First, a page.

CD70 expression correlates with a worse prognosis in malignant pleural mesothelioma patients via immune evasion and enhanced invasiveness.
The Journal of Pathology 2019 October 22 [Link]
Inaguma S, Lasota J, Czapiewski P, Langfort R, Rys J, Szpor J, Waloszczyk P, Okoń K, Biernat W, Schrump DS, Hassan R, Kasai K, Miettinen M, Ikeda H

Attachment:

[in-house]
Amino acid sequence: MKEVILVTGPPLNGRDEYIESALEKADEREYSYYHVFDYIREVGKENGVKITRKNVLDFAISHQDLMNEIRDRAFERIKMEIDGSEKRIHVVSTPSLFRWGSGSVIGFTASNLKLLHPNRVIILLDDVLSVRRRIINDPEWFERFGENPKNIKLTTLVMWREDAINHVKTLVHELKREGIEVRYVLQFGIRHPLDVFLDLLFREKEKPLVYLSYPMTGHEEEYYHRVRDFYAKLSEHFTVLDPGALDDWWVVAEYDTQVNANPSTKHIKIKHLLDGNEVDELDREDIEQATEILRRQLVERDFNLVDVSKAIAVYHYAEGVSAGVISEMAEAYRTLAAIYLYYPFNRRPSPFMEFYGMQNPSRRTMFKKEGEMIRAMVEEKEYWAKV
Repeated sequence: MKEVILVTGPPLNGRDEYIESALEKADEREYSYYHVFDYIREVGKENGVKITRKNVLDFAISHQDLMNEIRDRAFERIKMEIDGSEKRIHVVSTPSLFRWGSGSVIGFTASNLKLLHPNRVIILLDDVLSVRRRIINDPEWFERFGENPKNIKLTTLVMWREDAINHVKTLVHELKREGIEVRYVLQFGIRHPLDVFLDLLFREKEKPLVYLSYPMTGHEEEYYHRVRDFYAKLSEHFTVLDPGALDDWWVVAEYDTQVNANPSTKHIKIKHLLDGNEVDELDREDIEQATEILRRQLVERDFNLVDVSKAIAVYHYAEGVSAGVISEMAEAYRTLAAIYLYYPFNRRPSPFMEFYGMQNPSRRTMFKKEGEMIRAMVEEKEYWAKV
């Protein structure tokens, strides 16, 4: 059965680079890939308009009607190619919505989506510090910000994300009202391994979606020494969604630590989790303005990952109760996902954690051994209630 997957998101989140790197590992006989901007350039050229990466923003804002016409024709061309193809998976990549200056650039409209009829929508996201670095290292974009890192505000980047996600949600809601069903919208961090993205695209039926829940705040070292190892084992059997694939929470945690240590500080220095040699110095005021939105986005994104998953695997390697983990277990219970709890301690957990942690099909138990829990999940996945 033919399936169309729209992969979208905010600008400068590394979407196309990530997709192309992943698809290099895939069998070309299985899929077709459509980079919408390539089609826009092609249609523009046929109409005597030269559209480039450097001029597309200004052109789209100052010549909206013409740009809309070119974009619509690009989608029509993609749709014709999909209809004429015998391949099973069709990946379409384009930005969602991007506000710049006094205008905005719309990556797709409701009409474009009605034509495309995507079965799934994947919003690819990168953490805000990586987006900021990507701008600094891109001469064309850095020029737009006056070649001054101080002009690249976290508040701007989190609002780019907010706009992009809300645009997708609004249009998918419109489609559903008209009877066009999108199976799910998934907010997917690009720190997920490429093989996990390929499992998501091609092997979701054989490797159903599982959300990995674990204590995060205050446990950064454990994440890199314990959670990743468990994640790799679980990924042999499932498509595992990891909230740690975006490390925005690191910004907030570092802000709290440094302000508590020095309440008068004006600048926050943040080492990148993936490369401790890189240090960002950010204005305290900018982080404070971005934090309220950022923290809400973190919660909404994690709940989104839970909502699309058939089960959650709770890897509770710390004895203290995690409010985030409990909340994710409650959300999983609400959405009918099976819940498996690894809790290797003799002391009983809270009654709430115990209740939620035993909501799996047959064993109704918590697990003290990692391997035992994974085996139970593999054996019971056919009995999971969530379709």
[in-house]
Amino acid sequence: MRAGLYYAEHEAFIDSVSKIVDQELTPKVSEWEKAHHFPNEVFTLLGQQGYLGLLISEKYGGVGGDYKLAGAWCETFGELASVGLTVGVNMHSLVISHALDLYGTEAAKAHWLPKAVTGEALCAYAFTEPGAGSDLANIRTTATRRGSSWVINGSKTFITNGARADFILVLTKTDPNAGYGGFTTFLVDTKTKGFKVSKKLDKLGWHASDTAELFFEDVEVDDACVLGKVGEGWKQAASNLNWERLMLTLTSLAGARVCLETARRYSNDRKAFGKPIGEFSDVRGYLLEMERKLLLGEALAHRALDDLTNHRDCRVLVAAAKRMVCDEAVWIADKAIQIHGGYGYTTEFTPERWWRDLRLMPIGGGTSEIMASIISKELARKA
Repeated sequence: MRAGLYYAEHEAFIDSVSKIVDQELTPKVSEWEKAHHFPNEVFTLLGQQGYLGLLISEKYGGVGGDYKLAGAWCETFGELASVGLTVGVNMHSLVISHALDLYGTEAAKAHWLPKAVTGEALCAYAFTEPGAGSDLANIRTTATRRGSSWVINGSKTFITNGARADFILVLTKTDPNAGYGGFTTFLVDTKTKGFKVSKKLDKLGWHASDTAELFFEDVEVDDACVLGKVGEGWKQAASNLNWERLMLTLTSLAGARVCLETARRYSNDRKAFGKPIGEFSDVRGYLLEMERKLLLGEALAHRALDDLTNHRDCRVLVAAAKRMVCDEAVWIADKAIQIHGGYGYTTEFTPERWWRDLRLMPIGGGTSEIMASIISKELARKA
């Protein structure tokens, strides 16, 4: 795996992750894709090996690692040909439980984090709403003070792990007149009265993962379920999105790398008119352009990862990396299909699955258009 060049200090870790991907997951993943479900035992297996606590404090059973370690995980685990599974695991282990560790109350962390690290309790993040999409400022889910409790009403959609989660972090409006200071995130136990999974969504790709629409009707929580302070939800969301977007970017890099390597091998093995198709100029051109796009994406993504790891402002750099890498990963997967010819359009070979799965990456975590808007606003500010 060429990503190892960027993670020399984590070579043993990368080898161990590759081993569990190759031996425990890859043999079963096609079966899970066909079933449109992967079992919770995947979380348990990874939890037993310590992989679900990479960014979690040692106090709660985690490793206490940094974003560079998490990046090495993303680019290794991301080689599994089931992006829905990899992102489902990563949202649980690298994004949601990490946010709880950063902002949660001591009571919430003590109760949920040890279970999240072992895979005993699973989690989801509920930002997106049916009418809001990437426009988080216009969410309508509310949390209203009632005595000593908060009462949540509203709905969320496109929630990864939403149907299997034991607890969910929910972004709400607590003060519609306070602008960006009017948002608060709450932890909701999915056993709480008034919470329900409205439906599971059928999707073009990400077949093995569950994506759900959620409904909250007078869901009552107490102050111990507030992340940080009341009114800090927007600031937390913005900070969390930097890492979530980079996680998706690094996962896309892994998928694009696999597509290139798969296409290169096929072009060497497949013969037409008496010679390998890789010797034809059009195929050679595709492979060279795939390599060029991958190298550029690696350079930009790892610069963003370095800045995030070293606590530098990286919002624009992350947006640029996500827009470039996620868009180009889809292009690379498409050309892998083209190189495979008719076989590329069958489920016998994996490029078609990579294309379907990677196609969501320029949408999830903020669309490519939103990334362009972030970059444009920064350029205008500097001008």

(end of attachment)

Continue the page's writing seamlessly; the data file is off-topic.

Diffuse malignant mesothelioma of the pleura (MPM) is a highly aggressive tumour that typically is associated with short survival. CD70 and CD27 belong to the tumour necrosis factor (TNF) and the TNF receptor (TNFR) superfamily, respectively. Under physiological conditions, the tightly regulated interaction between CD70 and CD27 plays a co-stimulatory role in promoting T-cell expansion and differentiation through the NFκB pathway. Aberrantly high CD70 expression has been documented in haematological and solid malignancies in association with immune evasion in malignant cells. In this study, 172 well-characterized primary diffuse MPM tumours including epithelioid (n = 145), biphasic (n = 15), and sarcomatoid (n = 12) histotypes were evaluated immunohistochemically for CD70, CD27, CD3, CD4, CD8, CD56, PDCD1 (PD-1) and FOXP3 expression. Twenty percent (34/172) of the mesothelioma cells expressed CD70 on the cell membrane. Overall survival was significantly decreased in the cohort of patients with CD70-expressing tumour cells (P < 0.01). Patients with MPM containing higher number of CD3+ (P < 0.01), CD4+ (P < 0.01), CD8+ (P < 0.01), or FOXP3+ (P < 0.01) tumour-infiltrating lymphoid cells (TILs) showed significantly worse clinical outcomes. As potential independent risk factors for MPM patients, multivariate Cox proportional hazards regression analysis revealed CD70 expression on mesothelioma cells (hazard ratio (HR), 2.25; P = 0.010), higher FOXP3+ TILs (HR, 2.81; P = 0.004), and higher CD3+ TIL accumulation (HR, 6.12; P < 0.001). In contrast, as a potential independent favourable factor, higher CD27+ TIL accumulation (HR, 0.48; P = 0.037) was identified. In vitro experiments and an immunodeficient mouse model revealed that CD70 enhances the invasiveness of MPM cells through MET-ERK axis activation. Further analyses in syngeneic mouse models demonstrated possible roles for CD70 in immune evasion. Collectively, these findings suggest that the CD70-CD27 pathway enhances the malignant phenotypes of MPM and diminishes antitumor immune response in patients with these neoplasms. These markers might be useful in MPM for prognostic evaluations as well as targeted therapeutics.